A friend of mine just pointed me towards this free K-8 curriculum from the Nashville Dominicans, Virtue in Practice. There is a parent guide, and then PDF workbooks for four age groups: preschool – kindergarten, grades 1-2, 3-5, and 6-8. The program works on a three-year cycle, with one class a month from September through May. All students study the same virtue, but with a different patron saint at each grade level.
How I’d like to use it: Over the summer, a group of families from our city has been meeting to discuss the book Forming Intentional Disciples, in conjunction with CatholicMom.com’s book club. We determined two important things at our most recent meeting:
1. The first thing we need to do is work on our own personal relationships with Jesus, before we can hope to share our faith with others.
2. Our kids make a lot of noise.
We wanted to continue meeting family-to-family, but were overwhelmed by the sheer quantity of young children not sitting quietly watching a DVD while we tried to talk. So we’ve decided to try a split-session format. One week the men will get to meet for serious discussion and study, while ladies occupy the kids. The following round, ladies will get the peace and quiet, men get the kids.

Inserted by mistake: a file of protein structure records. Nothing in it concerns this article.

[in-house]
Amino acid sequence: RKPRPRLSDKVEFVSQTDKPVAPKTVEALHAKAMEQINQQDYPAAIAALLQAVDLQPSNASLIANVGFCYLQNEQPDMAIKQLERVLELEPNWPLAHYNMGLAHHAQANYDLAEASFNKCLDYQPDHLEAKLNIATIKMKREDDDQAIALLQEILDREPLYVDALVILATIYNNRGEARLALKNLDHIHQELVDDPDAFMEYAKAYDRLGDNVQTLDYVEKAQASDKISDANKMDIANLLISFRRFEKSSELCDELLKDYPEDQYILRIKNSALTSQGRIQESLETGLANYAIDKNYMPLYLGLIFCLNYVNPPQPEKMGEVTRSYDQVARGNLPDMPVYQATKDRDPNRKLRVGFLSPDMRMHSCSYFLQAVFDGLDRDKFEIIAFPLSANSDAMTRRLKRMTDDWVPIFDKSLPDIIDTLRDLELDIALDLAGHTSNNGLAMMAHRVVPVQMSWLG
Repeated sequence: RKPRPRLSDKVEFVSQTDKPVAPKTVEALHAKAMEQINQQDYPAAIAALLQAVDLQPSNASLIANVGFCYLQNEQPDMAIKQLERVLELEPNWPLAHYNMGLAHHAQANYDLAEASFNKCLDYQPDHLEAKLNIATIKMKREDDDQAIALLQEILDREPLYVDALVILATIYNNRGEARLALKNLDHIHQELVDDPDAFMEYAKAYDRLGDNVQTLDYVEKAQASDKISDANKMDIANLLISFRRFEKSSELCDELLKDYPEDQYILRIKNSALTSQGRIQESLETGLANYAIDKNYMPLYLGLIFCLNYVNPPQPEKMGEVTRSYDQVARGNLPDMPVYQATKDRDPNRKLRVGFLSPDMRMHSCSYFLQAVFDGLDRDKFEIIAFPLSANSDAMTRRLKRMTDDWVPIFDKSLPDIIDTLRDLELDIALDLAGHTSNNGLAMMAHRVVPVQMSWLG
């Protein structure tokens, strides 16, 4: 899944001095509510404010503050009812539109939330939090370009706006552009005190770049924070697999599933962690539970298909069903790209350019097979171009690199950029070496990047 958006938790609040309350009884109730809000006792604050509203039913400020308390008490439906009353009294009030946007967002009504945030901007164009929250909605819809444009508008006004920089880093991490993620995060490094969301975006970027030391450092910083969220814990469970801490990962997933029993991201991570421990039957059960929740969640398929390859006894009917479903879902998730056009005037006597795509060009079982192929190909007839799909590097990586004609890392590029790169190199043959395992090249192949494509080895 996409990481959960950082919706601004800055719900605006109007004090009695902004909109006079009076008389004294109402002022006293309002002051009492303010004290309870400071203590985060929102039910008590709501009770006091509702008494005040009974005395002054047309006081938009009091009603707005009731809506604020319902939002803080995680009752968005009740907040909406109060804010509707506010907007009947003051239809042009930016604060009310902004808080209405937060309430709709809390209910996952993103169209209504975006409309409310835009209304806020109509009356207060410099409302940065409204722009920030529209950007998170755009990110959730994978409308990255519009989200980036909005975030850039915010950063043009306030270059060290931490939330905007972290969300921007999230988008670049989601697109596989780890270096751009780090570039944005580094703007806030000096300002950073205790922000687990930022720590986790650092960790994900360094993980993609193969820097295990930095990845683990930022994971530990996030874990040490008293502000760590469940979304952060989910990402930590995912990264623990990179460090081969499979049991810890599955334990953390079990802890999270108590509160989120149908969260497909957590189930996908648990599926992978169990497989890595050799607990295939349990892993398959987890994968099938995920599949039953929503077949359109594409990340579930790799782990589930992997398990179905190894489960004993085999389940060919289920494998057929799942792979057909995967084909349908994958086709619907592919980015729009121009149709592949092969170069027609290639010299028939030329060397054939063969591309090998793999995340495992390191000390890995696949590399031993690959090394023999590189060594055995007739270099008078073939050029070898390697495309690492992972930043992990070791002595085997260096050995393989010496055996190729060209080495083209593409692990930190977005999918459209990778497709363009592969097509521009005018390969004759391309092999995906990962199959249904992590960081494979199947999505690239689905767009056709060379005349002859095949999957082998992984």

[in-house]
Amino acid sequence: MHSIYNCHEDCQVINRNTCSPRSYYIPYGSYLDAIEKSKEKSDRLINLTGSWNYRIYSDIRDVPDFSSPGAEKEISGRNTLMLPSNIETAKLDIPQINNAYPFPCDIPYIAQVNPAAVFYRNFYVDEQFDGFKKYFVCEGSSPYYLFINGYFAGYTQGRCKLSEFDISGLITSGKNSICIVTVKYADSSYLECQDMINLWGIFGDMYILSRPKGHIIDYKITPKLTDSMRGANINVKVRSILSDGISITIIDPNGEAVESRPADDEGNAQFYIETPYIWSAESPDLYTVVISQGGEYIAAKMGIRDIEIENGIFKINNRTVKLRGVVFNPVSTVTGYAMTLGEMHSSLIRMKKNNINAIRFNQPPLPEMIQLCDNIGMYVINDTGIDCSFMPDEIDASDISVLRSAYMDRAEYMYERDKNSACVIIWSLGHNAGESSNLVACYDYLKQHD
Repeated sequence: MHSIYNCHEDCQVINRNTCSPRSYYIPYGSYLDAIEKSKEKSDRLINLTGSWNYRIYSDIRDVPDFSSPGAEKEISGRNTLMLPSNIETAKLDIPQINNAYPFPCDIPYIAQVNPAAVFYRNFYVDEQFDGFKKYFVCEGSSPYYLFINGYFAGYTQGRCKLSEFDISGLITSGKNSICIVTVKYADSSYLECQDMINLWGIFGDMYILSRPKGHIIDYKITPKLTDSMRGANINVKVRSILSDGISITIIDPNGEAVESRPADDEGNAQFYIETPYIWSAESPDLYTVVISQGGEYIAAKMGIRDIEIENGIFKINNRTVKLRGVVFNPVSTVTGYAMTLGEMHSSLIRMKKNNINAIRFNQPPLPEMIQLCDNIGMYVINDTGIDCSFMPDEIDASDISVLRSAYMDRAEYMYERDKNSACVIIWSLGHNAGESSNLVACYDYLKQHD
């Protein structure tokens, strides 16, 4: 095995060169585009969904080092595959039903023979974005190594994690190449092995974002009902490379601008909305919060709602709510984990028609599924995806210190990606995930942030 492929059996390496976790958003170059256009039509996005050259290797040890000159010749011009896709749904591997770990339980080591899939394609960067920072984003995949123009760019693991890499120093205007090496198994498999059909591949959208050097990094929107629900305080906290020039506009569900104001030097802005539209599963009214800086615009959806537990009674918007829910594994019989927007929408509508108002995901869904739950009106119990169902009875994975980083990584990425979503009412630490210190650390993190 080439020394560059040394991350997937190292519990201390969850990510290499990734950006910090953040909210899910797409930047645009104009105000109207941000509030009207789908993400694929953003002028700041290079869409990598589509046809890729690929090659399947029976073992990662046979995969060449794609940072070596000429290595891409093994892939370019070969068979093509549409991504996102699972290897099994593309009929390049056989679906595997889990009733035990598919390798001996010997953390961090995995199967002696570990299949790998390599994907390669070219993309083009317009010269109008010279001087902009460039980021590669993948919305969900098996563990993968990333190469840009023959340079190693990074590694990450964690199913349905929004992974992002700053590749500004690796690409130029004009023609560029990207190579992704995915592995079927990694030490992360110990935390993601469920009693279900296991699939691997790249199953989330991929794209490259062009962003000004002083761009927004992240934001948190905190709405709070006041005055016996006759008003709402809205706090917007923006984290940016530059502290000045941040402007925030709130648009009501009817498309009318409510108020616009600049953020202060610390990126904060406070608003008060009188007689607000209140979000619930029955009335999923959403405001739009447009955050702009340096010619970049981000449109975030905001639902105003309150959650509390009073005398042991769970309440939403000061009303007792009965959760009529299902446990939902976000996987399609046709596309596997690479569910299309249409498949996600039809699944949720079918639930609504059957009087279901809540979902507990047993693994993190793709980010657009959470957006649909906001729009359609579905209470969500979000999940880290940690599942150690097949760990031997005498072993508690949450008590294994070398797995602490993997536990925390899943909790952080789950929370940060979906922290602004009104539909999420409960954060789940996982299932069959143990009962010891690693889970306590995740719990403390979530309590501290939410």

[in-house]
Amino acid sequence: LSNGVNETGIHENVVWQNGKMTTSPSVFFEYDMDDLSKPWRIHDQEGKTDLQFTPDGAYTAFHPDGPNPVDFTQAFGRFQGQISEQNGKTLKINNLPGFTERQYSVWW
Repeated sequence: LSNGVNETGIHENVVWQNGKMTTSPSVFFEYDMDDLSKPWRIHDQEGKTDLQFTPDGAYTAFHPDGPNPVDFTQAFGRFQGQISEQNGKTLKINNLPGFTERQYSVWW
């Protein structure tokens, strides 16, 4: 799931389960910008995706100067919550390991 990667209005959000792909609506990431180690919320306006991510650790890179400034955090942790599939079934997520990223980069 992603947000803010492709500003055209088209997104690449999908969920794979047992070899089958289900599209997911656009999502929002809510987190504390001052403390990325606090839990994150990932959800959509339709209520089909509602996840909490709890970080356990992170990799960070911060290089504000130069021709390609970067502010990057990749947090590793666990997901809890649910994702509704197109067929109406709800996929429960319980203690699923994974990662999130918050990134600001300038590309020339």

I have no idea what the guys have planned for their turn with the kids — I imagine it involves touch football. But what I’m going to propose to the ladies is that we put together a plan for the kids. I was thinking of music and a craft, and was looking for some kind of discipleship study for the kids. We’ve used Little Flowers materials in the past, but we needed something co-ed this round. The sisters’ virtues study looks like just the ticket. And the price is right.
I’ll propose that we start with opening prayers and music time, introduce the virtue to the whole group, then break into to age-groups for a short discussion time. We’ll pick one of the activity options that works well in cramped quarters.
In the past, we’ve had good luck with this group of children doing a repeating craft activity every month. I know that many of our families will be studying medieval history this year, so I may propose that we do an illuminated-manuscript type craft for the monthly activity. That tends to scale up well — each child can make his manuscript as simple or elaborate as he likes. (I like The Art of Calligraphy by David Harris for learning historic lettering techniques.) Some of the other moms may have better ideas — maybe mining some ideas from Catholic Icing.
And of course we’ll finish with playtime — kids need fellowship too!
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